- Strong recovery predicted by state gaming regulators
- American Gaming Association seeks relief from U.S. Congress
- Tribal casinos request $18bn in federal aid
As doomsday projections continue to define the coronavirus pandemic, U.S. gaming regulators are keeping a stiff upper lip even after ordering their casinos to close their doors.
Ronnie Jones, the chairman of the Louisiana Gaming Control Board, described a harrowing journey after driving this week from the state capital of Baton Rouge to New Orleans.
“There is so much anxiety out there that people are driving crazy, passing on the shoulder and doing all kinds of reckless things,” said Jones, whose agency ordered the closure on Monday of Louisiana’s 20 casinos and racinos.
“Just out of curiosity, I drove through the French Quarter and it was like a ghost town without the tumbleweeds,” he said. “It was just like it was during Hurricane Katrina except the streetlights are still working.”
Jones said he is working out of his home in New Orleans and venturing out only to a local grocery store and pharmacy. Only one person is still working in the control board’s headquarters in Baton Rouge.
Mardi Gras, which began January 6 and continued through February 25, appears to have been “a Petri dish for the coronavirus,” Jones said.
New Orleans has the nation’s second largest infection rate per capita, trailing only Seattle.
COVID-19 may turn out to be “Darwin’s answer to the saturation of casinos across the country,” Jones said.
Amid all this turmoil, however, Jones is confident the gaming industry will survive this invisible crisis and bounce back stronger than ever.
He bases his optimism on his experience enduring Hurricane Katrina, the cataclysmic storm in August 2005 that became the costliest tropical cyclone on record.
“Our industry had one of its biggest years ever the very next year,” Jones said. “I know this pandemic is going to bottom out; I just don’t know when.”
Allen Godfrey, executive director of the Mississippi Gaming Commission, agrees with his counterpart and friendly competitor in Louisiana.
“Right now, a lot of people are out of work, and that certainly is a concern,” said Godfrey, who also ordered his state’s casinos to close Monday.
“But there’s also a lot of pent-up demand, and that’s going to be a big boost for our recovery,” he said. “When this is over, people are going to want to be entertained. So, I’m not worried about any irreversible damage. People just need to use common sense right now.”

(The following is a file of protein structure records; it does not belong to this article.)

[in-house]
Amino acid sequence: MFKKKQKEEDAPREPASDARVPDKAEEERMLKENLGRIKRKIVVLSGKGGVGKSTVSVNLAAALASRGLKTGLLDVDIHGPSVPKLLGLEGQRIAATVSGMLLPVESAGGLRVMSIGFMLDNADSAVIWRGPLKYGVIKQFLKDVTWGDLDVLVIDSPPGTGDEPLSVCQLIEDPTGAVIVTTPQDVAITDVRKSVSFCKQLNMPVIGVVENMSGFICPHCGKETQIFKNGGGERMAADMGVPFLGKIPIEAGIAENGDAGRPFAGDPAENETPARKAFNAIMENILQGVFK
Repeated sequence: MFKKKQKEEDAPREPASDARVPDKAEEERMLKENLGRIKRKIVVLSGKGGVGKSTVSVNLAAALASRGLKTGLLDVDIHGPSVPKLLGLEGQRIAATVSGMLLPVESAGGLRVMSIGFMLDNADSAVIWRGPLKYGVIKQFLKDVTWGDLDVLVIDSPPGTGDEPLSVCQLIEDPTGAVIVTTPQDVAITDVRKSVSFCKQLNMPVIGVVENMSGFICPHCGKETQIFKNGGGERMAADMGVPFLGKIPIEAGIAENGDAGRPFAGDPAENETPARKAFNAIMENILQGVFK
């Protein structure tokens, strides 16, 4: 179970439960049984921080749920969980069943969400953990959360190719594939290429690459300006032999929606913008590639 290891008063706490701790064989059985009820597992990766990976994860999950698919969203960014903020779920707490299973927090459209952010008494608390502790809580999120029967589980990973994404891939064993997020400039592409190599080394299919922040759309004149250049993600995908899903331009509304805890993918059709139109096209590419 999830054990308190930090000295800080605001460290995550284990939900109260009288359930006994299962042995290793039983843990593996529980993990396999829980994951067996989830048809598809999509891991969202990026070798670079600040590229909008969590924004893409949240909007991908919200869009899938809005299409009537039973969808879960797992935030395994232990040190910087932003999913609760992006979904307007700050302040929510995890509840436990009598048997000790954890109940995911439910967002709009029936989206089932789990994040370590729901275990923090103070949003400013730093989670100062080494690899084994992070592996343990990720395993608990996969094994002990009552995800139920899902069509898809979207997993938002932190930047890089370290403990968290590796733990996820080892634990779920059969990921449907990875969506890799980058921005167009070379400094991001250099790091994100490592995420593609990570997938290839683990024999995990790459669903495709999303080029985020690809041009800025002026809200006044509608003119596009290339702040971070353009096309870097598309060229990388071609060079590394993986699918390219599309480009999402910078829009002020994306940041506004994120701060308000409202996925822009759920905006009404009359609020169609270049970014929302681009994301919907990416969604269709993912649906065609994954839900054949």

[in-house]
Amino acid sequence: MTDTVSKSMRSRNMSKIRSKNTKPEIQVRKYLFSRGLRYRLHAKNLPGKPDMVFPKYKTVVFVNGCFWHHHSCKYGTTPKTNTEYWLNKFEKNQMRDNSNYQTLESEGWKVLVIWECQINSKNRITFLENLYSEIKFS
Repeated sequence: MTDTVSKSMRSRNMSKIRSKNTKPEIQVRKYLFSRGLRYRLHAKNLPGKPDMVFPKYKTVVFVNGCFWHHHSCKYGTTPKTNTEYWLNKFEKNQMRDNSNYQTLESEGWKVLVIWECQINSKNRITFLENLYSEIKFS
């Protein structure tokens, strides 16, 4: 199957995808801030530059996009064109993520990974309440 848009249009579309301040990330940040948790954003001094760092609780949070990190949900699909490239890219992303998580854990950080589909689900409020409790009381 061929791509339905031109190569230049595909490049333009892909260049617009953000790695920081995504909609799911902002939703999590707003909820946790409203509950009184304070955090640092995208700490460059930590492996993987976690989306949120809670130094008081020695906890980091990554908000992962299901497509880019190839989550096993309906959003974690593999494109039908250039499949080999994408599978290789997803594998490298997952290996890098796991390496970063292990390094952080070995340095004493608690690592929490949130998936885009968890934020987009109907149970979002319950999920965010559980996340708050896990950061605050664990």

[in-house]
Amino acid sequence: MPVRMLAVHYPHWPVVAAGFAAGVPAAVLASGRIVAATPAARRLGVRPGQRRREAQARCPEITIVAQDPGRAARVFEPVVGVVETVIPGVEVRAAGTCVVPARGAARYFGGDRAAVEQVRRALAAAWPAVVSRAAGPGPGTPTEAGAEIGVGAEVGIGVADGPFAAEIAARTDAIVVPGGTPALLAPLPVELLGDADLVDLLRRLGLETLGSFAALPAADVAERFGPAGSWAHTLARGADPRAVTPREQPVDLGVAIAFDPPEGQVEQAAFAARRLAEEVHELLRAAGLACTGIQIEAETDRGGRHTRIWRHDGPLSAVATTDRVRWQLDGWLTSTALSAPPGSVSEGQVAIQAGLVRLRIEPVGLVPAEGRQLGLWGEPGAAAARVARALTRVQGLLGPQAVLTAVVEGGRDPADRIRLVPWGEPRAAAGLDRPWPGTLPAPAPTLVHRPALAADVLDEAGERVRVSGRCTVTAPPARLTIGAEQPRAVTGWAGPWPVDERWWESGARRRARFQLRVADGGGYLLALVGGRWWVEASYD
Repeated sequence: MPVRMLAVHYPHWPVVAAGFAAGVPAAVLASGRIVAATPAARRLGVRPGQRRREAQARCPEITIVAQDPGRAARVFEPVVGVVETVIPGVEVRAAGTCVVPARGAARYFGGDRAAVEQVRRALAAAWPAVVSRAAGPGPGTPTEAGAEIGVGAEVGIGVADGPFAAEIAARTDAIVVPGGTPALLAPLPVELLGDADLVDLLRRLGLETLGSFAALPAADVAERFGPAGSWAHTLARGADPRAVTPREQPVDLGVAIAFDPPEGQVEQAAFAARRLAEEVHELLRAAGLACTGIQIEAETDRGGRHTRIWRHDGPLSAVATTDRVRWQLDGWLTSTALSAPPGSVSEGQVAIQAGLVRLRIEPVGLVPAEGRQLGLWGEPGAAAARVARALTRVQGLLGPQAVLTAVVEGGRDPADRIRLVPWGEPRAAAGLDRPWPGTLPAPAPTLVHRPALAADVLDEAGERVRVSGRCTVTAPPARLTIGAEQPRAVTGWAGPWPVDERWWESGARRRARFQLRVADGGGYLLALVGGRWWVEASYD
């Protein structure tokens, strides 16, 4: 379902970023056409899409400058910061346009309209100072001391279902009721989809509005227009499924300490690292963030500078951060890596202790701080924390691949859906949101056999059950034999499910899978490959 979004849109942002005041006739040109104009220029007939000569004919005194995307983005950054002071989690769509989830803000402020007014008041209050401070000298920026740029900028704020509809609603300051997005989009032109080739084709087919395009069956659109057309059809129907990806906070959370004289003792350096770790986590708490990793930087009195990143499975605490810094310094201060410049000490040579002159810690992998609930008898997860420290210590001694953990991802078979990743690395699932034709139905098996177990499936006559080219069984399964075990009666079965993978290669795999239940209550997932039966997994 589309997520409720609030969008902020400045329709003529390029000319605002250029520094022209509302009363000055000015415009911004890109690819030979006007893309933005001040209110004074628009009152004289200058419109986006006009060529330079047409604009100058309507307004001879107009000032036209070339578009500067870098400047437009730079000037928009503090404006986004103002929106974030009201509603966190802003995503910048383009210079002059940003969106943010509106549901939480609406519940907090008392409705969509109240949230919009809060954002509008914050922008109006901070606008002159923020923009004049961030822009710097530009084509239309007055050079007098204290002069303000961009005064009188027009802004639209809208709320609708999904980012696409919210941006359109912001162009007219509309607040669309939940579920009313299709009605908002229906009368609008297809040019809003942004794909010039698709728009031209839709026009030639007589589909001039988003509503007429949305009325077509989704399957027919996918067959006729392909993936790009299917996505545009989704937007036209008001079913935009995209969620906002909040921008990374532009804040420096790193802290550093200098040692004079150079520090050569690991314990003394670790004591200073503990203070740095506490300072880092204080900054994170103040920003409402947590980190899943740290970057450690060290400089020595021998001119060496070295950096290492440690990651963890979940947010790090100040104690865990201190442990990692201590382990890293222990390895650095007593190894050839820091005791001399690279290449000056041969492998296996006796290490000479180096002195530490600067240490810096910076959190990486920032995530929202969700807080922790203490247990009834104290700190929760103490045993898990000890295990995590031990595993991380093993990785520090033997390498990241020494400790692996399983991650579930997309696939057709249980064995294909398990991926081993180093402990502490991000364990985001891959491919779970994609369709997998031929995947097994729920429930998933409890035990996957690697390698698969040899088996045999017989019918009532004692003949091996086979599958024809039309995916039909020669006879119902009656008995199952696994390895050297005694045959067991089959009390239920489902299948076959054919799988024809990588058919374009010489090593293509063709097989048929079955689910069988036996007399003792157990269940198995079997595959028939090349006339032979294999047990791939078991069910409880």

This bullish outlook of casino regulators is not confined to the Gulf Coast.
“This is a tough time, but we have a very stable industry,” said Brian Ohorilko, director of gaming at the Iowa Racing and Gaming Commission.
On Tuesday, Iowa joined at least 20 other states in ordering the closure of casinos to help counter the spread of the coronavirus. The move came just a few hours before even Nevada’s governor took the same step in requiring casinos to cease operations.
Casinos in Iowa and Louisiana are shuttered for two weeks and Mississippi’s shutdown is indefinite.
Ohorilko and Jones acknowledged casino closures in their states may have to be extended.
“We’re in a very fluid situation, and we’re just going to have to play it by ear,” Ohorilko said.
Meanwhile, gaming is making efforts to ensure casino-resorts are included in any fiscal relief package approved by Congress for industries most affected by COVID-19.
MGM Resorts International chief Jim Murren joined other tourism industry executives on a visit to the White House on Tuesday.
In a Tuesday letter to congressional leaders, American Gaming Association CEO Bill Miller said the industry was “experiencing severe economic harm” due to the closing of casinos and a lack of live sports events for bettors to wager on.
“While the gaming industry has historically shown resilience in the face of financial and natural disasters, this unique challenge will require an unprecedented level of support from our government leaders,” Miller wrote.
Miller noted that the gaming industry supports 1.8m jobs and said its “immediate priorities are capital structure support, and working capital support through direct grant assistance, loan guarantees or meaningful refundable tax credits that can free up operating capital today, so our member companies can continue to support their workers and their families through these difficult times.”
In a letter addressed to Republican Congressman Tom Cole of Oklahoma and Democratic Congresswoman Deb Haaland of New Mexico, the National Indian Gaming Association on Tuesday requested an equivalent of $18bn in federal aid as the 460 tribal casinos across the U.S. also prepare to close.